Tuesday, 22 February 2011

Conclusions from Stadiwm Dinas Caerdydd

Cardiff City2-0Leicester
(HT 1-0)
Chopra 21
Ramsey 52

  • Chances not taken caused this upset. Cardiff's second goal came after their second attempt on goal. Leicester, at the same point of the match, had seven shots to their credit. This is a familiar story when we look back to September - not taking chances has cost the Foxes already this season.
  • Is this the straw that broke the camel's back? It was always probable that the promotion dreams of Foxes fans across the world would be ended should a defeat come our way, especially as our current form is hardly indicative of our season overall. Paulo Sousa left the club in a dire situation but the renaissance under Sven Goran Eriksson has been incredible, to the point where this week, after five straight wins, Leicester City supporters were speaking in hushed tones about the possibility of automatic promotion. That possibility needed current form to continue, always a difficult feat, and it seems that now another game has been lost - and the Foxes again drop into a negative goal difference - it is now probably beyond our reach.
  • It would be horrible to finish 7th. Of course this one defeat does not condemn us to another year in the Championship. Rather, it should refocus our aims on achieving play-off glory and this is certainly not an aim beyond our reach. It would only take Leeds losing another game for us to level with them on points and the target of around 76 points for the season means a loss is but a drop in the ocean at this point. The play-off party isn't off yet, boys, and any less from this stage in the season would be heartbreaking. To use a hideous Micky Adams-ism, Keep The Faith!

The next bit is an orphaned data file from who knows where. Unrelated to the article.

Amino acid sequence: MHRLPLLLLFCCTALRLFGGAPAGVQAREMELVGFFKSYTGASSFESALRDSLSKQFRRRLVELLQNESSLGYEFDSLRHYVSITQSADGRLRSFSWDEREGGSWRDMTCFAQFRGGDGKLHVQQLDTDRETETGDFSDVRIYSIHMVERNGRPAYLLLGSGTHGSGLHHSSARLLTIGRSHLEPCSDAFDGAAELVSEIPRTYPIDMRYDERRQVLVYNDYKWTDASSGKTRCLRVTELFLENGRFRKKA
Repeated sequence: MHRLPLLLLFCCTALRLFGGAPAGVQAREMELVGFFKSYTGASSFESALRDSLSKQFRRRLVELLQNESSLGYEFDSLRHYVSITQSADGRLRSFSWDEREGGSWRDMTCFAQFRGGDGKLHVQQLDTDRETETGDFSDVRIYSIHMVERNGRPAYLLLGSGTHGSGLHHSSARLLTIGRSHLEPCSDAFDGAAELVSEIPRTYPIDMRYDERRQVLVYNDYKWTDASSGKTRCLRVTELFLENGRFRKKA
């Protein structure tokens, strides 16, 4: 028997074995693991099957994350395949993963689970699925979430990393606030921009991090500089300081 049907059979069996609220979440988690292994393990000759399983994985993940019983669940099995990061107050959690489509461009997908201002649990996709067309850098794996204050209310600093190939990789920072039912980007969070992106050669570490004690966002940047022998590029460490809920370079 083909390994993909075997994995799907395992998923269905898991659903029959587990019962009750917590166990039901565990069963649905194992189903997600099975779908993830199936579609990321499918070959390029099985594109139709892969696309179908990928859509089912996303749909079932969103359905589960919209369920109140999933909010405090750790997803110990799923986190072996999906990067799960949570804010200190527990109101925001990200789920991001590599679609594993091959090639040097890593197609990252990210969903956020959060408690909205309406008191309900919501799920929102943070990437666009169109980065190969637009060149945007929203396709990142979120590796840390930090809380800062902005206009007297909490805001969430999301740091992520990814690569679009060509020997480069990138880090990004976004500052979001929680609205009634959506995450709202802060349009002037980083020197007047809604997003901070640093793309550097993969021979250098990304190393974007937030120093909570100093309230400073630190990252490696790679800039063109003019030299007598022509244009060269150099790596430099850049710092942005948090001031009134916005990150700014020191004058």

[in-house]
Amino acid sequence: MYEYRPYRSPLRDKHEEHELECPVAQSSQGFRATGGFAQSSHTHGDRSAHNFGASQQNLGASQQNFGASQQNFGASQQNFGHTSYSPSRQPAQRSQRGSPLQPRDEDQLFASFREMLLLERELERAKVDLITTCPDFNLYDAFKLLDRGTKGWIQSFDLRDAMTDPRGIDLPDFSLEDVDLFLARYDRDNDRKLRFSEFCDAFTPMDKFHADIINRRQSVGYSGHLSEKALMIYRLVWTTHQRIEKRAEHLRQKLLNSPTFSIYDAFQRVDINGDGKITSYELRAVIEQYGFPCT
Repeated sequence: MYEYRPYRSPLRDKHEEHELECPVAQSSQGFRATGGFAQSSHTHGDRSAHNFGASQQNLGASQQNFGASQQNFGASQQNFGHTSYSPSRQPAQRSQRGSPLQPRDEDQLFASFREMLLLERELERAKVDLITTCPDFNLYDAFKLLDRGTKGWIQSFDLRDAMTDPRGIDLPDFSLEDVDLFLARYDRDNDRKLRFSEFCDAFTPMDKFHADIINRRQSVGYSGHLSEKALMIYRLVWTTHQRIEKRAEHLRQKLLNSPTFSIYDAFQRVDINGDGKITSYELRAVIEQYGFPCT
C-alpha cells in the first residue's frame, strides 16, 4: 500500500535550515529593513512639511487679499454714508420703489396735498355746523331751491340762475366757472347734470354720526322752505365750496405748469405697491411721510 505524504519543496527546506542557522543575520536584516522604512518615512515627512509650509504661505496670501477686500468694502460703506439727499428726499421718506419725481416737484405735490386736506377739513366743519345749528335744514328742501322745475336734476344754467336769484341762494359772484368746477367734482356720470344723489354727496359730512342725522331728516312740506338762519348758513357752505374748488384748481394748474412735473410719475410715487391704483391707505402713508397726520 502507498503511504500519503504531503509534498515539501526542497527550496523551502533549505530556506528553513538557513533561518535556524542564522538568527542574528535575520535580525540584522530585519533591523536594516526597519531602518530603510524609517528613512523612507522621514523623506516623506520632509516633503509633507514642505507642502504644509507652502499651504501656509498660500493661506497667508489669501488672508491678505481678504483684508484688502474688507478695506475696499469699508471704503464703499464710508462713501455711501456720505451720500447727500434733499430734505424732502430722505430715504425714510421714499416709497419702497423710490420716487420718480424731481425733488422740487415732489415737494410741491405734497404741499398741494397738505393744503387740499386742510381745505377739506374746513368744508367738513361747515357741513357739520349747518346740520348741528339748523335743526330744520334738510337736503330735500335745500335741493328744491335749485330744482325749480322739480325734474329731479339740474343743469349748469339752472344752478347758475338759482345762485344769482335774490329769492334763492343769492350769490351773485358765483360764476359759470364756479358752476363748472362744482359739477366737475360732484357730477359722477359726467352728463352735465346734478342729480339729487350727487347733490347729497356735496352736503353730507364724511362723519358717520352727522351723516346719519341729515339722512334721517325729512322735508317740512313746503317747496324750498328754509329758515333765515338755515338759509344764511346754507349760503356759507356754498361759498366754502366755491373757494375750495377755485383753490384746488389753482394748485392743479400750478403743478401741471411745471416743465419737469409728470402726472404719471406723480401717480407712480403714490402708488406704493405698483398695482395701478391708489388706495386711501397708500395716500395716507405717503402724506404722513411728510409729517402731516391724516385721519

Defending: Naughton was a rare star on a dark night for City
Ben Mee/Kyle Naughton
The best picks of a rather bad bunch, the defence could not really be faulted after a good Cardiff side beat them to create only a handful of chances. The Leicester midfield is a concern, with few players available to cover the trio of Yuki Abe, Richie Wellens and Andy King (an ageing Matt Oakley the only real option until d├ębutant Jeffrey Bruma - a defender by trade - got the nod tonight).

The Law of Averages
Our run of wins is gone now, so there is no perch from which the Foxes can be toppled. It was clear that Leicester were going to always lose one of the tough games approaching in the late winter/early spring period (Cardiff, QPR, Forest...) so now that's out of the way (and don't forget that Forest, along with Leeds and Norwich all dropped points tonight) City can focus back on gaining that play-off place.


Lloyd Dyer
The brightest spark in a rather dull first half, Dyer gave the Cardiff fans something to feel awkward about as he challenged the Bluebirds' back four with some powerful runs. More and more, however, as the game went on Dyer was stifled by the equally pacey Kevin McNaughton and it was right for him to be replaced and something new tried with little over twenty minutes to go.

(Mr) Yakubu
The Yak failed to lift his performance above ordinary once again tonight, demonstrating that without goals he is little more than a wasted man on the pitch. His ability in front of goal is without question, but when he isn't firing it feels like he has little to offer his team mates, particularly when there are so many hard workers in the rest of the squad.

Digging-in: A rare show of aggression from Yakubu as Paul Gallagher looks on

If only the Portuguese goalkeeper would occasionally keep hold of a ball, perhaps Foxes fans could begin to gain some confidence in his ability (an ability he does possess, he made a good save in the second half). As it stands, his insistence on punching the ball away from goal leaves a constant fear in blue shirted hearts that a poor clearance will lead to another conceded goal. As Alan Young neatly put it, why bother to practise catching if you aren't going catch a ball during the match?
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